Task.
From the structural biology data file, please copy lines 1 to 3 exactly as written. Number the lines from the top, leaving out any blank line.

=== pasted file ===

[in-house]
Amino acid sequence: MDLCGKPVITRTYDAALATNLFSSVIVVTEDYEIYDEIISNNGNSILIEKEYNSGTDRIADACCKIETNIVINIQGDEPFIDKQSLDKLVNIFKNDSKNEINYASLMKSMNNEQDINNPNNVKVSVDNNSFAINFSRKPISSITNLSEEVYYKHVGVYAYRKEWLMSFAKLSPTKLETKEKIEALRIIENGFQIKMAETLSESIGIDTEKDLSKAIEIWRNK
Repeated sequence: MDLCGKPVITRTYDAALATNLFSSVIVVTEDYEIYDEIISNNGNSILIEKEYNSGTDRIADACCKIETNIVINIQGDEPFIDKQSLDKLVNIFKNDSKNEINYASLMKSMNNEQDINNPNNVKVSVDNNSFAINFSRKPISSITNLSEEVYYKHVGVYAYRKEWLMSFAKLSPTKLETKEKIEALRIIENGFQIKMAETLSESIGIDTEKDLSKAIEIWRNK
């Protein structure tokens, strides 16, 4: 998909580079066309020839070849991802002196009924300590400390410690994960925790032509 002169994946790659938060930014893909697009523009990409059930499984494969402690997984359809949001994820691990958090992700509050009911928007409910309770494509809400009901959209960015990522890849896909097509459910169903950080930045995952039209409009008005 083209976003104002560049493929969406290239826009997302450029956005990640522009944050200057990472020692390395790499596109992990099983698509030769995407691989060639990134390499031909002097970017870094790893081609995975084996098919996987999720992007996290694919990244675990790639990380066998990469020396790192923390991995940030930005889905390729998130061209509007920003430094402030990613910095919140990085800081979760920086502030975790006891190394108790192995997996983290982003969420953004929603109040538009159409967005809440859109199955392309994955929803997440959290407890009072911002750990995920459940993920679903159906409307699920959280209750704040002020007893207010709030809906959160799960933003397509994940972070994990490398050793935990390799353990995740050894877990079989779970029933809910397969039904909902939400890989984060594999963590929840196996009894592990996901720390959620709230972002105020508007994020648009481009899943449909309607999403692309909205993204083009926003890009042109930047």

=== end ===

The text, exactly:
[in-house]
Amino acid sequence: MDLCGKPVITRTYDAALATNLFSSVIVVTEDYEIYDEIISNNGNSILIEKEYNSGTDRIADACCKIETNIVINIQGDEPFIDKQSLDKLVNIFKNDSKNEINYASLMKSMNNEQDINNPNNVKVSVDNNSFAINFSRKPISSITNLSEEVYYKHVGVYAYRKEWLMSFAKLSPTKLETKEKIEALRIIENGFQIKMAETLSESIGIDTEKDLSKAIEIWRNK
Repeated sequence: MDLCGKPVITRTYDAALATNLFSSVIVVTEDYEIYDEIISNNGNSILIEKEYNSGTDRIADACCKIETNIVINIQGDEPFIDKQSLDKLVNIFKNDSKNEINYASLMKSMNNEQDINNPNNVKVSVDNNSFAINFSRKPISSITNLSEEVYYKHVGVYAYRKEWLMSFAKLSPTKLETKEKIEALRIIENGFQIKMAETLSESIGIDTEKDLSKAIEIWRNK